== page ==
Skip to content


Subversion checkout URL

You can clone with
Download ZIP
Dendrite adds all your logs to a single structured log stream, so you can search, graph, and analyze easier.
Go Shell Makefile

Merge pull request #38 from kylemcc/master

fix build error - *tomb.Tomb instead of literal
latest commit 2fd0859275
@nz nz authored


Are you looking for downloads, a tutorial, or the manifesto? </clippy>


Dendrite scrapes your existing logs and re-emits a unified log stream in modern, sensible, structured formats like JSON and StatsD over common protocols such as TCP, UDP, and file streams. SSL/TLS, RFC5424 Syslog, HTTP, etc., should be coming soon (Want to contribute?).

Why Dendrite?

Unified, structured logs and metrics are awesome.

Once you have a unified log stream, it's easy to build and use tools that consume, forward, and analyze your logs in scalable and understandable ways.

Logging is easier than instrumentation.

All applications generate logs. Not all applications are instrumented for metrics.

There are too many disparate instrumentation libraries such as JMX, StatsD, Metrics, Ostrich, and others. (We might start polling them later, if people find this convenient.)

Files are easy to read. Extracting metrics and statistics out of log files can be much easier than instrumenting an entire application to emit metrics.

Configure dendrite, not every application.

In today's open-source environment, it's common for, e.g., a Ruby on Rails app, to be served by HAProxy, Nginx, a Varnish server, a Rack server, and Rails itself. And then you'll want slow query logs from your database and your Redis server... and what about your work queue system...? The list goes on!

With Dendrite, it's easy to create and share useful configuration cookbooks for each of these services, drop them into your /etc/dendrite/conf.d directory, reload Dendrite, and be off and running with real-time metrics.

Dendrite is structured.

Logs are more than lines of text. Dendrite understands dates, numbers, counters, timings, searchable strings, fields, and more.

Dendrite is tiny.

Running the optimized agent on your servers typically consumes less than 5MB of RAM, and very little CPU.


Dendrite will load a config file at /etc/dendrite/conf.yaml. This is overridable with the -f flag. Dendrite will then load any YAML files it can find in a conf.d directory below the main conf.yml config file. The configurations in these files will be merged into the main config file. By convention, conf.d config files should only contain one source or destination group each.

The primary YAML file follows a format looks like this:

  # Where we store pointers into the current position of files
  offset_dir: /var/lib/dendrite

  # Number of exiting bytes to consume when we observe a new file.  Equivalent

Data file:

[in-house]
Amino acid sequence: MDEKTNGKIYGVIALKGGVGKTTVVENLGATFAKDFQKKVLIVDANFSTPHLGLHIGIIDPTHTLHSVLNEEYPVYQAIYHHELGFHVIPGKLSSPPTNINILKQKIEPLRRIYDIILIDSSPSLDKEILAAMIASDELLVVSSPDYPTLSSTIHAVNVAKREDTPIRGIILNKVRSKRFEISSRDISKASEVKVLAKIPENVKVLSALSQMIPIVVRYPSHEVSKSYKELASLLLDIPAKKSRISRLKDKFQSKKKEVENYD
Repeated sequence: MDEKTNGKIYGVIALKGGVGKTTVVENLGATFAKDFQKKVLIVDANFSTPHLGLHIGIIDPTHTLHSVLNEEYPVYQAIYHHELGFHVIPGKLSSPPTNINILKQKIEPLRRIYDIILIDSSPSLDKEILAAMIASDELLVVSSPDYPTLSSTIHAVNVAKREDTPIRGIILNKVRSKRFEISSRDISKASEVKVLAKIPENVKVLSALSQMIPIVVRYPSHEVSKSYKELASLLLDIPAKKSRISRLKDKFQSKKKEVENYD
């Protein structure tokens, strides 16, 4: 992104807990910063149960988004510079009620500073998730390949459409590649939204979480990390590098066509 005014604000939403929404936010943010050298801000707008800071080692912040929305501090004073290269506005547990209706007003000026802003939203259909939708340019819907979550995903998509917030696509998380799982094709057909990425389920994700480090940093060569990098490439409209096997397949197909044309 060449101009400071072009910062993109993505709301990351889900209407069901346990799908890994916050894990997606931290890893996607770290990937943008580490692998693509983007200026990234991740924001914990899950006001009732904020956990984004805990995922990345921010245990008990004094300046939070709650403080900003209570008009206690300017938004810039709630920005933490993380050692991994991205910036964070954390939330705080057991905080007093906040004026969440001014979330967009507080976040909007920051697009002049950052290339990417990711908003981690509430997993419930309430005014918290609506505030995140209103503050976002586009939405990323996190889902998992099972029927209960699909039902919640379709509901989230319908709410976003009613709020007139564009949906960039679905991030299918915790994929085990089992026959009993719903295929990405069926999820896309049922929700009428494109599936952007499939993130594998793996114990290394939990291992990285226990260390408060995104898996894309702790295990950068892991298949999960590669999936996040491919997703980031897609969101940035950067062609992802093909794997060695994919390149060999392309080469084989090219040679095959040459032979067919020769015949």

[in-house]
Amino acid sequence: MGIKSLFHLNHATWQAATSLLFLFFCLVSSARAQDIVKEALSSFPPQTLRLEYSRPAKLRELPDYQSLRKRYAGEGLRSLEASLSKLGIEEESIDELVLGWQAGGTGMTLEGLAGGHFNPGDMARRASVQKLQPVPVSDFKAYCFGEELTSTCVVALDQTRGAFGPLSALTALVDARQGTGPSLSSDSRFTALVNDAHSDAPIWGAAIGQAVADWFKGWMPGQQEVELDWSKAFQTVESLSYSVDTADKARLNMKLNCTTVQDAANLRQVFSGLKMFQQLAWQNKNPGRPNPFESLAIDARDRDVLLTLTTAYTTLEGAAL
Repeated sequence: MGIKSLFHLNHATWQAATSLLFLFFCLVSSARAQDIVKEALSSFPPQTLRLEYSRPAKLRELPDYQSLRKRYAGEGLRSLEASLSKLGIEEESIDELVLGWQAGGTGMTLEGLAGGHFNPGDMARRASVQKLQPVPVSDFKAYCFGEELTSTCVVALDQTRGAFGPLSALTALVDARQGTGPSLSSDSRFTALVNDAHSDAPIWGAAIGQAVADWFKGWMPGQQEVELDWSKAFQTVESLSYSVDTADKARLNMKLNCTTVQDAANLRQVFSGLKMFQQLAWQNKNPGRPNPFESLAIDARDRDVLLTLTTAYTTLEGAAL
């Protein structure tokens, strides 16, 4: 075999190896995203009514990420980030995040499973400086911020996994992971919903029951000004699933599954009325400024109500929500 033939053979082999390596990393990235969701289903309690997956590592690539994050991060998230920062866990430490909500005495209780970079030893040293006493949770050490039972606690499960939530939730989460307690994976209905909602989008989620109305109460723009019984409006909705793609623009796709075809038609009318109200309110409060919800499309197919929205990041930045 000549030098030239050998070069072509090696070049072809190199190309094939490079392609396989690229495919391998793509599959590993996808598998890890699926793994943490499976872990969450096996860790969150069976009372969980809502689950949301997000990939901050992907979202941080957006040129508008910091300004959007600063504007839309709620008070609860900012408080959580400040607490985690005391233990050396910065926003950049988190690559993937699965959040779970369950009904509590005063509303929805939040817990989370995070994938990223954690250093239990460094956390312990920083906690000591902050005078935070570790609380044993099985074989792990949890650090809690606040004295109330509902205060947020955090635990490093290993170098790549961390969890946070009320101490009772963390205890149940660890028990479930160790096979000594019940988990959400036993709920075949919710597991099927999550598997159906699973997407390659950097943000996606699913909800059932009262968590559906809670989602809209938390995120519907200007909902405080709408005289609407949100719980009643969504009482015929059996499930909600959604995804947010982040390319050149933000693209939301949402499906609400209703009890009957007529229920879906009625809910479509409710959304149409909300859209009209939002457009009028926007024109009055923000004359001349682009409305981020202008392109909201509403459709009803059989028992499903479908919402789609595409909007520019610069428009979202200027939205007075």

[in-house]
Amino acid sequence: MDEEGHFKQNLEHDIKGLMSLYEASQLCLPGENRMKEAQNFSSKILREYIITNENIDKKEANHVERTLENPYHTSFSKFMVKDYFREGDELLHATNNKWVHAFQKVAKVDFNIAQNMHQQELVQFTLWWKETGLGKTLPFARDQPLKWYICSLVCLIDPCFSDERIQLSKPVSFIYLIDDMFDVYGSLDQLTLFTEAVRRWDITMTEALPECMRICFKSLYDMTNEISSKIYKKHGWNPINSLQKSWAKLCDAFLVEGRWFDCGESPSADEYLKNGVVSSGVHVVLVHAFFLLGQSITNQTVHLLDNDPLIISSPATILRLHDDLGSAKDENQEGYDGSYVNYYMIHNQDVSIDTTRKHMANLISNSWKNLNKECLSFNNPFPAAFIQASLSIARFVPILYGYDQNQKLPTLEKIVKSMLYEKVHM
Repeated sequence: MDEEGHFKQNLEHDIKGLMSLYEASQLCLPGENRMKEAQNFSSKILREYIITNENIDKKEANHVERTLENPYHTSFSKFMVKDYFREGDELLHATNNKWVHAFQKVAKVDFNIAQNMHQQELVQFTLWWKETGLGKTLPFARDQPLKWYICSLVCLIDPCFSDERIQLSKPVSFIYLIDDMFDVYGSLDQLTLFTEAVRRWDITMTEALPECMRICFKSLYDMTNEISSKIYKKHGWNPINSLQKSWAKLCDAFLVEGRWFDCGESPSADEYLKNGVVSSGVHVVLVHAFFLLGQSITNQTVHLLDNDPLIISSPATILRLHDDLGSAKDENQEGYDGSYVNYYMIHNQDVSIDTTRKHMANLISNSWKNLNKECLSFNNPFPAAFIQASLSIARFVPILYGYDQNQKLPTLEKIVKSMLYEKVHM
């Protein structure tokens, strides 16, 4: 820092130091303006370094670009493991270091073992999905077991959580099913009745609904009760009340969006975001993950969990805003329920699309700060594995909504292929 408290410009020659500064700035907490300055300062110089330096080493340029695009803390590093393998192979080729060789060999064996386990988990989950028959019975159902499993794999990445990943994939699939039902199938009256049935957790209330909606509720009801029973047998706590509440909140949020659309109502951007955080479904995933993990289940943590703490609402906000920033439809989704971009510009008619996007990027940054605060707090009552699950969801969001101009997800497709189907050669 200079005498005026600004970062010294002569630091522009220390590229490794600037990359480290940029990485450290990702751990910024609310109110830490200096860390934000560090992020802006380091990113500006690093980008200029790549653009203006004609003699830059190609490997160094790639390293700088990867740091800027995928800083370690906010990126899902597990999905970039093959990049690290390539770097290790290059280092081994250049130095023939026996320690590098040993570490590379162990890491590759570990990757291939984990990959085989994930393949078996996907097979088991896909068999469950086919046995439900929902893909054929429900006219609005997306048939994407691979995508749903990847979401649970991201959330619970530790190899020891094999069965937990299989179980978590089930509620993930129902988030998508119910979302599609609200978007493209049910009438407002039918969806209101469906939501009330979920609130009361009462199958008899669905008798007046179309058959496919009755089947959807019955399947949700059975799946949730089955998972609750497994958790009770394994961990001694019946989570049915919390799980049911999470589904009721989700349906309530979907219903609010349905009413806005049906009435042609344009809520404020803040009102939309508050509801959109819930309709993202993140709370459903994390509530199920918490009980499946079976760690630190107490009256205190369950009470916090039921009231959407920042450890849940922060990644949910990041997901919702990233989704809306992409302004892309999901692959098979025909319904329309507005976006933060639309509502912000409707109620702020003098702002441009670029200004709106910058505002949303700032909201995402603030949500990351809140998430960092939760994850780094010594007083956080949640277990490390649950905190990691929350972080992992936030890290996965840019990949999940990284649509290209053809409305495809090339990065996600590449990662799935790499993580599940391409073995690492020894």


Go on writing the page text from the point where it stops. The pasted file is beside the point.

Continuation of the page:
# to tail -n, but with bytes instead of lines.  -1 for unlimited.
  max_backfill_bytes: 0
  # more keys may be added in later dendrite versions
  # ... (usually empty, delegated to the conf.d)
  # ... (usually empty, delegated to the conf.d)

A typical conf.d yaml file looks like:

  # a key/name for the service

    # Astericks, etc are useful. Syntax is documented at
    glob: /var/log/system.log

    # The log lines are parsed with a RE2 regex
    # ( Named matching groups
    # become columns in the structured output.
    # This pattern parses my OS X syslog. Syslog isn't consistent, 
    # so this may not work on your system.
    pattern: "(?P<date>.*?:[0-9]+) (?P<user>\\S+) (?P<prog>\\w+)\\[(?P<pid>\\d+)\\]: (?P<text>.*)"

    # The output of the regexp can be post-processed. This allows you
    # to specify type information, etc.
    # Current field types are string, date, int, double and timestamp.
    # There are "treatments," which include tokenized, as well as 
    # gauge, timing, and metric. The last few treatments are for 
    # specialized integers, and will be treated differently by statsd.
      # tstamp is the field name in the output.
        # date is the name of the regex match group.
        name: date
        type: timestamp
        format: "Jan _2 15:04:05"
        # you can match numbered subgroups, in addition to named ones.
        group: 0
        name: text
        type: string
        # this will create an array of the matched tokens.
        treatment: tokenized
        pattern: \S+\b
        # If there wasn't the tokens field above, this would be 
        # unneccessary. All named match groups are implicitly turned into 
        # string fields. However, since I used the "text" match group  
        # above, the implicit string match no longer exists.
        type: string
        type: int

Or for a destination conf.d YAML file:

  # a key/url for the destination.  Typically, the scheme portion of the url
  # will be of the form transport+encoding.  We currently support statsd and 
  # json encodings, as well as udp, tcp, and file transports.
  # Also, the colon in urls always needs to be quoted, so as not to be 
  # confused with nested yaml.
  stats: "udp+statsd://"
  # another example
  tmp: "file+json:///tmp/json.log"

Look in the cookbook directory for more examples.

Getting Started

  1. Download the latest binary for your system from our downloads page. Alternately, if you have a Go environment and want to run from trunk, you can simply run go get
  2. Walk through the tutorial.


Join us in our Google Group or HipChat room to give feedback and chat about how you might be interested in using and/or contributing.


  • Implement a cookbook entry for your favorite log format.
  • Open issues
  • tackle an output protocol/encoding you'd like to see included.
Something went wrong with that request. Please try again.